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A Review of the Clear Blue Fertility Monitor
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Polycystic Ovary Syndrome (PCOS) Explained

PCOS - Polycystic Ovary SyndromeWhen a woman goes to her doctor to find out why she is having fertility problems, several tests need to be done. The doctor isn’t going to know what her infertility issue is just by asking her a few questions because there are quite a lot of causes of female infertility. One of the most leading causes of infertility in women is called Polycystic Ovary Syndrome (PCOS).

The Polycystic Ovary Syndrome (also known as the Stein-Leventhal Syndrome or Polycystic Ovary Disease) is more widespread than most women realize—especially considering that many women have never even heard of this condition. In fact, PCOS affects an estimated 6% to 10% of women, and most have never even been diagnosed. Most are not even aware that they have the condition.

It sounds unbelievable that one of the leading causes of infertility in women is also a condition about which most women who have it are unaware, but it is true. This is because the symptoms associated with Polycystic Ovary Syndrome do not generally alarm most women. Except, of course, the infertility—that is alarming. The other symptoms are ones many women just accept as part of life—high blood pressure, acne, thinning scalp hair, irregular menstrual periods, weight problems, and facial hair. Any of those symptoms could be caused by anything—most women wouldn’t run to their doctors demanding tests to find out what is causing those symptoms because most women would look at those symptoms individually, not as being caused by the same condition. But when the infertility issue arises, that is when these women are diagnosed with PCOS.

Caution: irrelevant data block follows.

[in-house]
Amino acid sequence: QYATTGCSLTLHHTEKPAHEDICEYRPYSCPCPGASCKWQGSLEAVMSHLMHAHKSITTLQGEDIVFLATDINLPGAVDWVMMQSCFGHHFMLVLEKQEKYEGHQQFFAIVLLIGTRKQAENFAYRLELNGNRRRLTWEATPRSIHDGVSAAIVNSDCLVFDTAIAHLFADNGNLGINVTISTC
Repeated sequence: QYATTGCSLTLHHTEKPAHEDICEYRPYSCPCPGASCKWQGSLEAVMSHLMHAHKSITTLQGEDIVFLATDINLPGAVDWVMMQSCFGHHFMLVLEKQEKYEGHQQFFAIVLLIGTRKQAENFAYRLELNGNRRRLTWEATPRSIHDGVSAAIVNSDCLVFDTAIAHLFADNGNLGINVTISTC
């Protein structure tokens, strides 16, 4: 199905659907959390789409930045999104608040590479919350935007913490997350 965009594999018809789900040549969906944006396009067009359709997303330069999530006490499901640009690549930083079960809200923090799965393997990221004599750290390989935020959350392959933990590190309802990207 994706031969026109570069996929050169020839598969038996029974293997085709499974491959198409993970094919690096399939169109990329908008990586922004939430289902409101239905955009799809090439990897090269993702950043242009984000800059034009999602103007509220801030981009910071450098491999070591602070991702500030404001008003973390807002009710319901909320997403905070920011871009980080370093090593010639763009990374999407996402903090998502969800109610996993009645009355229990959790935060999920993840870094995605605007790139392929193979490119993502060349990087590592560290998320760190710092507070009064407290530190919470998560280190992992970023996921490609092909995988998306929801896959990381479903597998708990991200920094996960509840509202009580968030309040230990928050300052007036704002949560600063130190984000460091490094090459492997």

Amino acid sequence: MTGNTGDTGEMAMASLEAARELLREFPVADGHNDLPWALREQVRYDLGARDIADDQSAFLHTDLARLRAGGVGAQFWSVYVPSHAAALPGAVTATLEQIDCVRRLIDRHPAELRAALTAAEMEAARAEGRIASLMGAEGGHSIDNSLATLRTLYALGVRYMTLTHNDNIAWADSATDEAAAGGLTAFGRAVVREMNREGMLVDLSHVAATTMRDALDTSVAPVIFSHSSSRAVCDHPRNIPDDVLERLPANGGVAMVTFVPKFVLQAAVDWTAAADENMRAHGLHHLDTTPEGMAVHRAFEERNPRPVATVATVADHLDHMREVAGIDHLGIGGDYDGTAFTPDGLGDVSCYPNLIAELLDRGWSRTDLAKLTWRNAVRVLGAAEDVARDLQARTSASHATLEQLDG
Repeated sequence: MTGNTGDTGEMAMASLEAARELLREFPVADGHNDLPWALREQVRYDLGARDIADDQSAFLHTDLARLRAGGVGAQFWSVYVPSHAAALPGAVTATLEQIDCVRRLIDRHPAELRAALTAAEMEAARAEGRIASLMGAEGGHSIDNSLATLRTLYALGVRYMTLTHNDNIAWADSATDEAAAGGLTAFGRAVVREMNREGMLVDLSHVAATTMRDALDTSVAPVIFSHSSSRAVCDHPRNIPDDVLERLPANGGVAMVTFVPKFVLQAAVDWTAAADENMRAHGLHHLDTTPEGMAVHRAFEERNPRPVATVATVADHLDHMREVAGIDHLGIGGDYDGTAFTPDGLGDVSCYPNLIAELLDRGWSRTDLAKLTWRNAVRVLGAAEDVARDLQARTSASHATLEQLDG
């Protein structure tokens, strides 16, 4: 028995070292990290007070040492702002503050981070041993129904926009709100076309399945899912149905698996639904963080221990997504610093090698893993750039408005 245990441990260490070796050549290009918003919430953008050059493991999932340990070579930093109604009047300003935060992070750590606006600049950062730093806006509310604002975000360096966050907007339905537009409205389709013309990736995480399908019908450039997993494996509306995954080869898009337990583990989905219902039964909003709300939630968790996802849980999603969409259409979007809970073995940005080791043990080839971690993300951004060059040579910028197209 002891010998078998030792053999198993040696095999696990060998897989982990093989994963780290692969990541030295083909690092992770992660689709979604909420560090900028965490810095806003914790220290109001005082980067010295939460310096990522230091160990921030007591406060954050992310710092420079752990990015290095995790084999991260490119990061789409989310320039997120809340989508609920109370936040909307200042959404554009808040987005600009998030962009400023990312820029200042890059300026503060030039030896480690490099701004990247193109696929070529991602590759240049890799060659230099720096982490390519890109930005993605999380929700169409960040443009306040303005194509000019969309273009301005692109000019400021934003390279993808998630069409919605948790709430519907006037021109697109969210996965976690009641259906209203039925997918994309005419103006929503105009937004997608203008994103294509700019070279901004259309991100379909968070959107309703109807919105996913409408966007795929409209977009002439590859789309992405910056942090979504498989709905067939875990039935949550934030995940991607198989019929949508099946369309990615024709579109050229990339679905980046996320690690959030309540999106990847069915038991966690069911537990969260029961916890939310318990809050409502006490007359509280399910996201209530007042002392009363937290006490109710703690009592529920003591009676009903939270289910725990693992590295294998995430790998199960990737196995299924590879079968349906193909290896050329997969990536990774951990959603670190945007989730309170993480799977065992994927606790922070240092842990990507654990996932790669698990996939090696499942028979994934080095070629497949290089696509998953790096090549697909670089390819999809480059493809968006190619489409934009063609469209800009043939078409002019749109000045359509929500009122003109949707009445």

There are two other symptoms that are a part of Polycystic Ovary Syndrome, but these are unnoticeable to most women because they occur inside the body. The first is an elevated insulin level, resistance to insulin, or diabetes. Women would be unaware of this in most cases unless they had a blood test for some reason. The second symptom is having numerous cysts on the ovaries. Women have no way of knowing about this unless they are getting tested for something else—such as getting tested for infertility.

The way PCOS makes a woman infertile has to do with hormones. The insulin problems lead the ovaries to produce too much testosterone. It also causes the adrenal gland to produce too much dehydroepiandrosterone sulfate (DHEAS) and androstenedione, both of which are sexual hormones. These, in turn, cause an abnormal production of follicle-stimulating hormone (FSH) and luteinizing hormone (LH). FSH is a hormone that helps to mature an egg for ovulation; LH triggers the ovulation. Abnormal levels of these disrupt ovulation. These abnormal levels also cause the ovaries to produce too little estrogen and too much testosterone, as well as an aberrant level of progesterone.

Polycystic Ovary Syndrome isn’t curable; however, with medications, along with changes in diet and exercise, it may be treatable in some women. For these women, they may be able to defeat the infertility caused by their PCOS--they may be able to achieve conception.

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